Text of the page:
# Is there a wave function for anyons?

People talk about anyons a lot.

But i have never seen an anyon wave function.

I suspect that there is no such thing as a wave function for anyons. I mean, anyons are not generalizations of bosons or fermions. For bosons and fermions, one can have many-body hilbert spaces, but for anyons, there is no such thing.

## 2 Answers

I don't think that is the case. A useful reference is: http://journals.aps.org/rmp/abstract/10.1103/RevModPhys.80.1083.

One way to approach a theory of anyons is to start by writing down a list of particle types along with their fusion rules. Once doing this one may obtain consistency equations from solving the hexagon and pentagon equations arising from modular tensor categories. If successful in solving these equations, you have a viable anyon theory. If multiple solutions exist you have multiple theories.

Now once doing this, we can label each state in the hilbert with a fusion tree. Hence our hilbert space is very well defined - albeit abstract. We can provide interactions on this hilbert space by creating projectors which favor nearby (in real space) anyons to fuse together in various channels. Whence doing this, in principle we could diagonalize a finite sized system and extract the wavefunctions.

A simple example is to consider Ising anyons. These appear in the Kitaev honeycomb model and manifest them selves as Majorana zero modes in the 1 dimensional p-wave wires. (see for example http://www.sciencedirect.com/science/article/pii/S0003491605002381, and). In the case of 1D p-wave wires we can certainly write down the wavefunctions of the Majorana zero modes as they happen to be solutions of the BdG equations.

• I do not understand what you mean. But, anyway, there is no such wave function in the usual sense for anyons. My point is that, many popular articles on anyons are very misleading! – Jiang-min Zhang Apr 22 '14 at 11:08
• @PKSer I could be more precise if you like - I was really just trying to point out some useful references. Could you be more specific on what you you mean by no wave function? We certainly have a Hilbert space, and can define Hamiltonian's over that Hilbert space. I do agree that popular articles can be misleading. – Stackexchange_user23 Apr 22 '14 at 22:20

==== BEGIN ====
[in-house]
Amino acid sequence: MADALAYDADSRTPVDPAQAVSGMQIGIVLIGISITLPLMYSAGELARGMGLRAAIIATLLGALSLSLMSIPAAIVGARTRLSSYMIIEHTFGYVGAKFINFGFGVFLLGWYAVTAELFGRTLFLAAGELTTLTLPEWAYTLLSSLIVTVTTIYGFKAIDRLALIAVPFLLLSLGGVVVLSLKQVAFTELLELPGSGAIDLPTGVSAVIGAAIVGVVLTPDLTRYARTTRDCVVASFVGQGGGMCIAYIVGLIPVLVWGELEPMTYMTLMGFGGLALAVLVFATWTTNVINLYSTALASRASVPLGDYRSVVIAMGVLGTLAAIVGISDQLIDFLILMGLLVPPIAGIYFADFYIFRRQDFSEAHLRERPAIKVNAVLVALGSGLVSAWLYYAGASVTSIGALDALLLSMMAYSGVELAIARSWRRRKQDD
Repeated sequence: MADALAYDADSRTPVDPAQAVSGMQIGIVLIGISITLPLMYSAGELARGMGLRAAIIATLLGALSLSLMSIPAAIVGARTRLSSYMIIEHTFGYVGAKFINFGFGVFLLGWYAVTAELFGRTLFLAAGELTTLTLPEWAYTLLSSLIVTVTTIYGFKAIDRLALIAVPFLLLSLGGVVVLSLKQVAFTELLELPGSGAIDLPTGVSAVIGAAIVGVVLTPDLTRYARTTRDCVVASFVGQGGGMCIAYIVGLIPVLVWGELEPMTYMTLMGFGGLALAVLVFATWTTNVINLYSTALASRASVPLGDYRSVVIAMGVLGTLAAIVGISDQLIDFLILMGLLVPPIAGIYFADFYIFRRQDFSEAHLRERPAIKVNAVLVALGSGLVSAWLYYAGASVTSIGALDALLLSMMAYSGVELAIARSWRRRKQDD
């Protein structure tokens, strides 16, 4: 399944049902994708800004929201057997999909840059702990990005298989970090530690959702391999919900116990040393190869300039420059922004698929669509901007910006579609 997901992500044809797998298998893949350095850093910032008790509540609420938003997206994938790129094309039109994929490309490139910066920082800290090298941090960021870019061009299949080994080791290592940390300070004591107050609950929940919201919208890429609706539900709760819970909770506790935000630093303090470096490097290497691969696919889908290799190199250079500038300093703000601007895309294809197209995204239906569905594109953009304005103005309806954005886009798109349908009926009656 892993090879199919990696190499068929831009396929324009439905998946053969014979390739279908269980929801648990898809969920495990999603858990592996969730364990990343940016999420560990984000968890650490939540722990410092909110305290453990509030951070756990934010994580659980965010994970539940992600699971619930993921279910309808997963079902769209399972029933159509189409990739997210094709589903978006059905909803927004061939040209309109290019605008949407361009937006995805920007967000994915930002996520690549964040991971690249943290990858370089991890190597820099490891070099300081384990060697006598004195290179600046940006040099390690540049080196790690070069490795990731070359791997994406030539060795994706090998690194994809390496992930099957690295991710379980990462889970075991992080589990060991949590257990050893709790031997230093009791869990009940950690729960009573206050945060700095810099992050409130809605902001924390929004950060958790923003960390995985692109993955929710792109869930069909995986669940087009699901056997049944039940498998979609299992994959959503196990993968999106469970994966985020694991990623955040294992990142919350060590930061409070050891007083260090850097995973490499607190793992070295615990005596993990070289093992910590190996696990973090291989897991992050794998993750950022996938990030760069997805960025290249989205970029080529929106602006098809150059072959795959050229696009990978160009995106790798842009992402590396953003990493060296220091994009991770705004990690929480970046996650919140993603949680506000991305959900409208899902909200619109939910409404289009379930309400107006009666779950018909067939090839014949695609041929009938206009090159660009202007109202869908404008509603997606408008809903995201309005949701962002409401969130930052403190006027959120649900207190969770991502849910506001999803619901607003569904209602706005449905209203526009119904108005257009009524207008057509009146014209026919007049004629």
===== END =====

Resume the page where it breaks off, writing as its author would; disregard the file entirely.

• @ Stackexchange_user23. Consider two anyons. Suppose there is a wave function $f(x1, x2)$ for them. Then, by the popular articles, I personally have the impression that $f(x2, x1) = a f(x1, x2)$, where a is a phase |a|=1. Now exchanging them again, we have $f(x1, x2) = a^2 f(x1, x2)$. Therefore, $a= \pm 1$. That is, we can only have fermions or bosons. We cannot have anyons. The precise meaning of anyons is still unknown to me, but the popular articles are bullshit! – Jiang-min Zhang May 4 '14 at 18:42
• @Jiang-minZhang : Your definition of exchange is incorrect. – Name YYY May 13 '17 at 12:18

You should try to check that the $n$ particles lagrangian $$L = L_{0} - \alpha \sum_{i =1, j > i}^{n}\frac{d}{dt}\theta(\mathbf r_{i} - \mathbf r_{j}),$$ where $L_{0}$ is "standard" many particles lagrangian and $\theta (\mathbf r_{i} - \mathbf r_{j})$ is azimuthal angle between $i$th and $j$th particles position vectors, describes the statistics of anyons (the amplitude given of particles intercharging acquires additional phase proportional to $\alpha$).

Next, try to compute the Hamiltonian and ensure that anyons can be described by adding fictious non-propagating gauge field with some constrain.

Finally, the only thing which is remained to do is to solve corresponding Schroedinger equation...

P.S. About your comment ("...That is, we can only have fermions or bosons. We cannot have anyons..."): you don't take into account that the first homotopy group for 2-dimensional space is not the permutation group $Z_{2}$, as for spaces with dimension $> 3$. Therefore a loop encircled around the point in configuration space of particles living in 2D can't be shrinked to a point (unlike the 3D case). It's very simple to understand, if You imagine the closed loop with a point inside it in 2D and in 3D. This means, that the anyon's wave function need not be single valued under particles double interchange, and hence $\alpha$ from your comment need not be modulus 1.